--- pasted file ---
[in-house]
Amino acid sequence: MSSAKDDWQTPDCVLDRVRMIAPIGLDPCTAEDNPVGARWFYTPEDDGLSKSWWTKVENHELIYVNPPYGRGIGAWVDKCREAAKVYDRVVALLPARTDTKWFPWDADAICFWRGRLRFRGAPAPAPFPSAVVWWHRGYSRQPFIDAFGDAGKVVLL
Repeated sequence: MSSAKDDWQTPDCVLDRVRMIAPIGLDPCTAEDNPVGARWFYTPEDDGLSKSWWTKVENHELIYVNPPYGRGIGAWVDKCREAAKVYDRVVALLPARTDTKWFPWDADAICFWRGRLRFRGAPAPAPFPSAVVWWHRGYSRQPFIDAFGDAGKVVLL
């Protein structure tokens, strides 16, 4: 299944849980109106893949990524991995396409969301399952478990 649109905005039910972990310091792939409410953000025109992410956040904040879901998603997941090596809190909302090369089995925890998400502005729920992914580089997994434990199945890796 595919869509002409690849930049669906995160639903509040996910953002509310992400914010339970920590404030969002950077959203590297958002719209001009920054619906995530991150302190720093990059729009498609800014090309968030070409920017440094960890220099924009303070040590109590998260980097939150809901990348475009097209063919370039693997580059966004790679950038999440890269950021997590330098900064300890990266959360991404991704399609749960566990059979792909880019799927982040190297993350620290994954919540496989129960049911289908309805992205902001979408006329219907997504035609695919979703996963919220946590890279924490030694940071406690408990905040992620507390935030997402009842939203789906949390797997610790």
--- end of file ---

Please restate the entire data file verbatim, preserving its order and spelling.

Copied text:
[in-house]
Amino acid sequence: MSSAKDDWQTPDCVLDRVRMIAPIGLDPCTAEDNPVGARWFYTPEDDGLSKSWWTKVENHELIYVNPPYGRGIGAWVDKCREAAKVYDRVVALLPARTDTKWFPWDADAICFWRGRLRFRGAPAPAPFPSAVVWWHRGYSRQPFIDAFGDAGKVVLL
Repeated sequence: MSSAKDDWQTPDCVLDRVRMIAPIGLDPCTAEDNPVGARWFYTPEDDGLSKSWWTKVENHELIYVNPPYGRGIGAWVDKCREAAKVYDRVVALLPARTDTKWFPWDADAICFWRGRLRFRGAPAPAPFPSAVVWWHRGYSRQPFIDAFGDAGKVVLL
């Protein structure tokens, strides 16, 4: 299944849980109106893949990524991995396409969301399952478990 649109905005039910972990310091792939409410953000025109992410956040904040879901998603997941090596809190909302090369089995925890998400502005729920992914580089997994434990199945890796 595919869509002409690849930049669906995160639903509040996910953002509310992400914010339970920590404030969002950077959203590297958002719209001009920054619906995530991150302190720093990059729009498609800014090309968030070409920017440094960890220099924009303070040590109590998260980097939150809901990348475009097209063919370039693997580059966004790679950038999440890269950021997590330098900064300890990266959360991404991704399609749960566990059979792909880019799927982040190297993350620290994954919540496989129960049911289908309805992205902001979408006329219907997504035609695919979703996963919220946590890279924490030694940071406690408990905040992620507390935030997402009842939203789906949390797997610790």